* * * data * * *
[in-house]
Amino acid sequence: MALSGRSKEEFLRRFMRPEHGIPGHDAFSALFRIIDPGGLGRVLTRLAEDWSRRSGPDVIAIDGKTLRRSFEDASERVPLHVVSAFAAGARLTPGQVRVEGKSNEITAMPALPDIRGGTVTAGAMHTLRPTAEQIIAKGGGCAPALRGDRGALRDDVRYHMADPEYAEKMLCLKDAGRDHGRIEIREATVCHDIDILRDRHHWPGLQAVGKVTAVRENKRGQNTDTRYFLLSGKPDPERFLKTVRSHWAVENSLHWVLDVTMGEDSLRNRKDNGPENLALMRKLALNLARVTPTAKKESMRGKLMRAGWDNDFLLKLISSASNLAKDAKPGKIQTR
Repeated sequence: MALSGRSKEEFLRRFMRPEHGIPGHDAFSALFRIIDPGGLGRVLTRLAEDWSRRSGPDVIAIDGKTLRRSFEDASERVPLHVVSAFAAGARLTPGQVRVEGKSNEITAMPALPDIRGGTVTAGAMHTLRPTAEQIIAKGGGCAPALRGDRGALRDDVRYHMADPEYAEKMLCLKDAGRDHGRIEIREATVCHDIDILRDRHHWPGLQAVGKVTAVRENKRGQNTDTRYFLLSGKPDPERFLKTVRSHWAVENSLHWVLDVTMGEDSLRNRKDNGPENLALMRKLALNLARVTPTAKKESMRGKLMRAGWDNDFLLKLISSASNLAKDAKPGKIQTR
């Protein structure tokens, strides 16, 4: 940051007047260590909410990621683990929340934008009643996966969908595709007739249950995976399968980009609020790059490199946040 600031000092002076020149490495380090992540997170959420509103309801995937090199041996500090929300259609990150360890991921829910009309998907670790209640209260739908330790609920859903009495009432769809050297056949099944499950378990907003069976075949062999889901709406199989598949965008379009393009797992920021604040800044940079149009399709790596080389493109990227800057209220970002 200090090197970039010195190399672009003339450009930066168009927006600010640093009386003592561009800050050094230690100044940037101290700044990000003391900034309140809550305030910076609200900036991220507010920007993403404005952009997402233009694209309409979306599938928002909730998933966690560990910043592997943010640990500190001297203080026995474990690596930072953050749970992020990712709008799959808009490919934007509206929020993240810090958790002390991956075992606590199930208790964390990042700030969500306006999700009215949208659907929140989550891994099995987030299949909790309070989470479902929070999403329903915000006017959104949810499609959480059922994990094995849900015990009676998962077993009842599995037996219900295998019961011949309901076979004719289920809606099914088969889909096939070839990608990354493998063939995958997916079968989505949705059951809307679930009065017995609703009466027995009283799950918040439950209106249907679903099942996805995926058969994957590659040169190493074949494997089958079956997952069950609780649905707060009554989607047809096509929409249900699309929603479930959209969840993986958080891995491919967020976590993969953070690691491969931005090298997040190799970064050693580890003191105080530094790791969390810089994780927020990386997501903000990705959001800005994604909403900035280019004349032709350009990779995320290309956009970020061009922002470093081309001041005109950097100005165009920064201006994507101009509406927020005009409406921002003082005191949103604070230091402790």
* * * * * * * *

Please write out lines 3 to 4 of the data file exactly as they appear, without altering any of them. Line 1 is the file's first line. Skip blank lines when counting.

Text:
Repeated sequence: MALSGRSKEEFLRRFMRPEHGIPGHDAFSALFRIIDPGGLGRVLTRLAEDWSRRSGPDVIAIDGKTLRRSFEDASERVPLHVVSAFAAGARLTPGQVRVEGKSNEITAMPALPDIRGGTVTAGAMHTLRPTAEQIIAKGGGCAPALRGDRGALRDDVRYHMADPEYAEKMLCLKDAGRDHGRIEIREATVCHDIDILRDRHHWPGLQAVGKVTAVRENKRGQNTDTRYFLLSGKPDPERFLKTVRSHWAVENSLHWVLDVTMGEDSLRNRKDNGPENLALMRKLALNLARVTPTAKKESMRGKLMRAGWDNDFLLKLISSASNLAKDAKPGKIQTR
């Protein structure tokens, strides 16, 4: 940051007047260590909410990621683990929340934008009643996966969908595709007739249950995976399968980009609020790059490199946040 600031000092002076020149490495380090992540997170959420509103309801995937090199041996500090929300259609990150360890991921829910009309998907670790209640209260739908330790609920859903009495009432769809050297056949099944499950378990907003069976075949062999889901709406199989598949965008379009393009797992920021604040800044940079149009399709790596080389493109990227800057209220970002 200090090197970039010195190399672009003339450009930066168009927006600010640093009386003592561009800050050094230690100044940037101290700044990000003391900034309140809550305030910076609200900036991220507010920007993403404005952009997402233009694209309409979306599938928002909730998933966690560990910043592997943010640990500190001297203080026995474990690596930072953050749970992020990712709008799959808009490919934007509206929020993240810090958790002390991956075992606590199930208790964390990042700030969500306006999700009215949208659907929140989550891994099995987030299949909790309070989470479902929070999403329903915000006017959104949810499609959480059922994990094995849900015990009676998962077993009842599995037996219900295998019961011949309901076979004719289920809606099914088969889909096939070839990608990354493998063939995958997916079968989505949705059951809307679930009065017995609703009466027995009283799950918040439950209106249907679903099942996805995926058969994957590659040169190493074949494997089958079956997952069950609780649905707060009554989607047809096509929409249900699309929603479930959209969840993986958080891995491919967020976590993969953070690691491969931005090298997040190799970064050693580890003191105080530094790791969390810089994780927020990386997501903000990705959001800005994604909403900035280019004349032709350009990779995320290309956009970020061009922002470093081309001041005109950097100005165009920064201006994507101009509406927020005009409406921002003082005191949103604070230091402790």